Whatever. Either way Tsukasa is gradually starting to cause more and more trouble in "The World", as the game is called. He's been running away and killing the moderators whenever they try and question him about his association with a strange "hAx0r" who was able to change their character model into that of a cat-person. It's gone so far as one of the moderators was found unconscious in the real world after their character was slain in the game. If you don't think that's Real Ultimate video game Power then you better get a life right now or Tsukasa will ninja kick you right through your computer screen! If nothing else, Tsukasa is doing a bit of 1337 hAx0ring of his own.

The show had a low budget, or their animators were incredibly lazy, this much I can tell you. There's tons of repeated animation, the broad shots are about as undetailed as one can managed nowadays and there's more close ups than in your bootleg copy of "Buttfuckers IX : Big Blackie's Revenge". All the same, the show is not without its aesthetic qualities. Flashbacks are show in a sepiatone while the scant time spent in the real world is almost completely monochrome. If I was a betting man this is used to give us an idea that the people use "The World" as an escape from reality and as such, see the real world in a much blander sense. Judging by our time's own Everquest fanatics, I might not be entirely far from the truth. It's very beneficial to the show that it spends as little time in the real world as possible, as I don't think any audience would be very captivated by a bunch of greasy teenagers eating cheetos and guzzling Jolt cola while staying up until the sun rises so their character can collect the "Seventh seal" or whatever else the moderators have decided is going to be worth eleven billion bonus points this quarter.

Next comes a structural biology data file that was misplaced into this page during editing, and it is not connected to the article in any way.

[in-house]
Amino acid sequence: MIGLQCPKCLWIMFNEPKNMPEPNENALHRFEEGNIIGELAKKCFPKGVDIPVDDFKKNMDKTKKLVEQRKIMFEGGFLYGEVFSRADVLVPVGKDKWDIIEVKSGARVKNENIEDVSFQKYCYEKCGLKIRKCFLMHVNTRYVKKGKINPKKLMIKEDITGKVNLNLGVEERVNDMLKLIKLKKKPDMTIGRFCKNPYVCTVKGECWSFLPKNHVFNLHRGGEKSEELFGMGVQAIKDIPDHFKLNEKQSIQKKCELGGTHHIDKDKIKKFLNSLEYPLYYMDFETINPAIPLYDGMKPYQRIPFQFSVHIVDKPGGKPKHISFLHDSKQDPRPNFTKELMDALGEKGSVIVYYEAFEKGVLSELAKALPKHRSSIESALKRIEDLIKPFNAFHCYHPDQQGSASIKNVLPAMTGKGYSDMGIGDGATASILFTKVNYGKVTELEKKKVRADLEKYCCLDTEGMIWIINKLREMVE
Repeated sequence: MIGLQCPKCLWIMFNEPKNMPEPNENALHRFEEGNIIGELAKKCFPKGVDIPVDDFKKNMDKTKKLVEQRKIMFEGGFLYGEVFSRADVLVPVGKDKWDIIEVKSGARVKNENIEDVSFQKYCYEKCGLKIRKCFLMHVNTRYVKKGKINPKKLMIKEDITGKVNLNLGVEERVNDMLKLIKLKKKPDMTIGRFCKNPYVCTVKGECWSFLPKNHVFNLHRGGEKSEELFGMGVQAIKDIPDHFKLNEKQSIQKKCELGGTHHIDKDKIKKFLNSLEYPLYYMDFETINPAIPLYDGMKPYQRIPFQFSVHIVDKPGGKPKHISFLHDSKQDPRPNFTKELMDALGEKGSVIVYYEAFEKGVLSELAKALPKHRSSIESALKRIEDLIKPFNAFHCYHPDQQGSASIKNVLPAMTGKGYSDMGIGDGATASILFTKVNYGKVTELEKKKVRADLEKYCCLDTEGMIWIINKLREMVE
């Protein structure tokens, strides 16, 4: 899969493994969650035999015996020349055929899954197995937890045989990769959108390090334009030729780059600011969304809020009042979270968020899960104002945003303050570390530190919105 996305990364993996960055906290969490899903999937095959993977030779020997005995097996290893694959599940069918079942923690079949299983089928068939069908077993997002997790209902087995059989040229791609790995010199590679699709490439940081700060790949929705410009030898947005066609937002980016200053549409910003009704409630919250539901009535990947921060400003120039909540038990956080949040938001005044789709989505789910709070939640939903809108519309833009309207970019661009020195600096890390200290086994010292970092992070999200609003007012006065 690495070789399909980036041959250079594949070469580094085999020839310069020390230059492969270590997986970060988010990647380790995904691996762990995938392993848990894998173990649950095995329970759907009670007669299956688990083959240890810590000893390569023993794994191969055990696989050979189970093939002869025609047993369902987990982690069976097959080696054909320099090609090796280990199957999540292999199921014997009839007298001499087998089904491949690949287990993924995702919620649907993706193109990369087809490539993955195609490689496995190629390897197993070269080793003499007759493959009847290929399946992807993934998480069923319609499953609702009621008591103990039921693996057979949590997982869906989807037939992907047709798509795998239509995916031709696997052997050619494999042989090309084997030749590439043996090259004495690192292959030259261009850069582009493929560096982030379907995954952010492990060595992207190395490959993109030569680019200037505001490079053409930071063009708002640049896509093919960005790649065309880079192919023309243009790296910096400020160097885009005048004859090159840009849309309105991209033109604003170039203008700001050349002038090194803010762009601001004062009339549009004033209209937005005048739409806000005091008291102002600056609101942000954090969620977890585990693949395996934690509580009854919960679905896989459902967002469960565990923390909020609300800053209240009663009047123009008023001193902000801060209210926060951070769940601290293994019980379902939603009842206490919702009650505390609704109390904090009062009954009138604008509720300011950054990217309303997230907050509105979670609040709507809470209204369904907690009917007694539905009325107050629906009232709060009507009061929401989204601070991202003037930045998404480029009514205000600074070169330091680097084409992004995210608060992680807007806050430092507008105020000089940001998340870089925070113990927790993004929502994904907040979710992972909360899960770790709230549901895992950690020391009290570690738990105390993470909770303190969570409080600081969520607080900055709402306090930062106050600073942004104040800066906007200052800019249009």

(Must every anime surrender to the lure of tentacle rape at some point?)

Conversely, Bandai spared no expense on bringing the show and its accompanying series of games to English speaking shores. The production values given to the DVD release are more evident than tract marks on a heroin junkie. The video and audio are absolutely perfect, save for the fact that the BGM is often equally as loud as the character's voices. The limited edition boxed set that comes with the disc is a literal plunge into extravagance. A little stuffed pig, a reasonably well put together soundtrack, T-shirt, stickers (to appease the Skabla in your life) for only ten or fifteen bucks more than you'd pay for the disc itself. For whatever Filipino reason, Jerry sold me his for $25. From what he tells me these things are going like hot cakes on eBay and he won't be without one (or five) for very long. Though I doubt he intends to hold onto the majority of them. In their stead he'll be supplying himself with the "Shabu" from his native shores he's missed for so long. You might be more familiar with it as Crystal Meth.

I'll be straight with you. I think I like the presentation of the show more than the show itself. Hackabsolutely refuses to pander to anyone in any way, to the extent where even the chick with the giant sword in the tiny bikini doesn't seem like a sexual object. There's more plot than these kind of shows are inclined to give and you'll see no argument on that point from me. It's a series that gives you more than enough meat to think about, but also one that doesn't question your pathetic excuse for genitalia just because you can't figure it out.